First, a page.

For some of you individuals who overextend themselves in work and in their personal lives, this means to become a little selfish for the time being.

Why be selfish?

Because you need total clarity about yourself. Before thinking about adding anything externally, you need to answer the basic questions that suit you on a daily basis.

For example, how many calories do you need to eat? To figure this out, you must look at your age, gender, the level of activity, and factor in general lifestyle factors into the situation.

After you have some of the data on yourself, now you have to figure out how to execute on the plan at hand. It’s useless to have a bunch of information and well-intentions if you don’t take action on them.

This is one example of many. You should get clear on your sleep, working out, and any other big priority in your life.

2. Record your progress

Peter Drucker is famous for saying “what gets measured gets improved.”

If you don’t know what’s working and what isn’t, how can you be your most efficient version of yourself?

In the business world, they’ll analyze marketing campaigns, manufacturing costs and many other metrics.

What does this look like in health and fitness?

For examples, healthy eating and using the power of journaling your food for increased awareness.

Why journaling your food?

Because you need to know what you’re eating, how it’s making you feel, what’s triggering you into eating not-so-good foods.

Did you happen to experience a mid-afternoon crash today at work or did you feel more lethargic than normal today? How’s your sleep going? With the journal, you’re able to get information and then measure it to see if small changes are needed.

Don’t underestimate the power of journaling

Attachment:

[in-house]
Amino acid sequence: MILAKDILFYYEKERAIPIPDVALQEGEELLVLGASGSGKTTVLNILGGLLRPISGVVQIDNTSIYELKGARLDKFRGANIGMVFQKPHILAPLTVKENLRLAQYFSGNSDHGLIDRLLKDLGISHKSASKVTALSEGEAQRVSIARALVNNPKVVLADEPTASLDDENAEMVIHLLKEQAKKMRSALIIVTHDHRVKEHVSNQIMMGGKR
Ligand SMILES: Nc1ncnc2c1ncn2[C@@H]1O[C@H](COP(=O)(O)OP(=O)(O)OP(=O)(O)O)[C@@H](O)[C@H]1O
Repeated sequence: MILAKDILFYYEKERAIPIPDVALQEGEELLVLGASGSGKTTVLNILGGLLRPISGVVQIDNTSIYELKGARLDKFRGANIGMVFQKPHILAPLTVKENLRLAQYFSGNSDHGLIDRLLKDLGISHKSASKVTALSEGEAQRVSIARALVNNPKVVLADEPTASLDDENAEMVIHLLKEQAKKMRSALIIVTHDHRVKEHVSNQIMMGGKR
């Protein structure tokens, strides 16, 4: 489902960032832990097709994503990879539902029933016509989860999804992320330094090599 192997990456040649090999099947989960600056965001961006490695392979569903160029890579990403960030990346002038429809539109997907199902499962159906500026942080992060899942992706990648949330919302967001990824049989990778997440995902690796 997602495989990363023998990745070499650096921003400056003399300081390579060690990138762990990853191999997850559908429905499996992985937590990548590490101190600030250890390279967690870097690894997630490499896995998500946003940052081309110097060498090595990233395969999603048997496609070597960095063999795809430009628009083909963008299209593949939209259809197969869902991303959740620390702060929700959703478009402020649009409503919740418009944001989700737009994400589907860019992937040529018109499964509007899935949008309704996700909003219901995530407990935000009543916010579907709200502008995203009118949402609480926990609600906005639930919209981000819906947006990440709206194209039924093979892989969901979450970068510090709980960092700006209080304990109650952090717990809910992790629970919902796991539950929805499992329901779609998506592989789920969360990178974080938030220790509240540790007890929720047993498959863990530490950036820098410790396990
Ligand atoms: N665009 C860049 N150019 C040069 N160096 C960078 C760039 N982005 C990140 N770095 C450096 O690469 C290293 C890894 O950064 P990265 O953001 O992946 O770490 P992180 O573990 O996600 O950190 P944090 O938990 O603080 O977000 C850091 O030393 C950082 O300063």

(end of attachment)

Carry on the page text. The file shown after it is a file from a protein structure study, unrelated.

3. You don’t have boundaries

When you haven’t truly thought about your value adding activities and your life-draining habits, you’re going to be inefficient.

Many times, people don’t fall short just because of their diet or workout plan, it’s because of their lack of boundaries.

When you have no boundaries established, the world feels as if it’s caving down and you never have enough time to do anything. You feel constantly busy with no end in sight.

A common place where this occurs is with friends and family asking you to do things for them. After a period of always being there, there’ll be this expectation that you’re always available and when you try to change your behavior with them, this can cause some friction.

Activities such as always numerous weekly happy hours are among the many potential scenarios the each of us will face.

However, when you make a list of essential and nonessential activities in your life—you’re gaining headspace.

This frees your mind and allows you to make better decisions. This most importantly, allows you to start saying “no” to things that don’t serve your vision towards a healthier you.

4. No schedule

Business owners, entrepreneurs, athletes, and many successful individuals in fitness adhere to a daily schedule.

Not because they can’t keep up with their day, but because they understand that discipline equals freedom. They established times for meetings, phone calls, strategy sessions, workouts, and other appointments. Having the discipline to schedule allows you to become more efficient and effective at everything you’re doing in life.

Blocking out times in fitness is pivotal especially if you’re a busy professional who has demanding workdays. As we all know, nutrition is critical and without planning this out, many busy professionals fall short with their fitness goals because of this.

If you have a schedule, you could plan to meal prep on Sunday and let that last you until Wednesday. Then you could have another mini-meal prep on Wednesday to finish the week out.

The more you can automate your healthy habits, the greater the chances of succeeding with your fitness goals.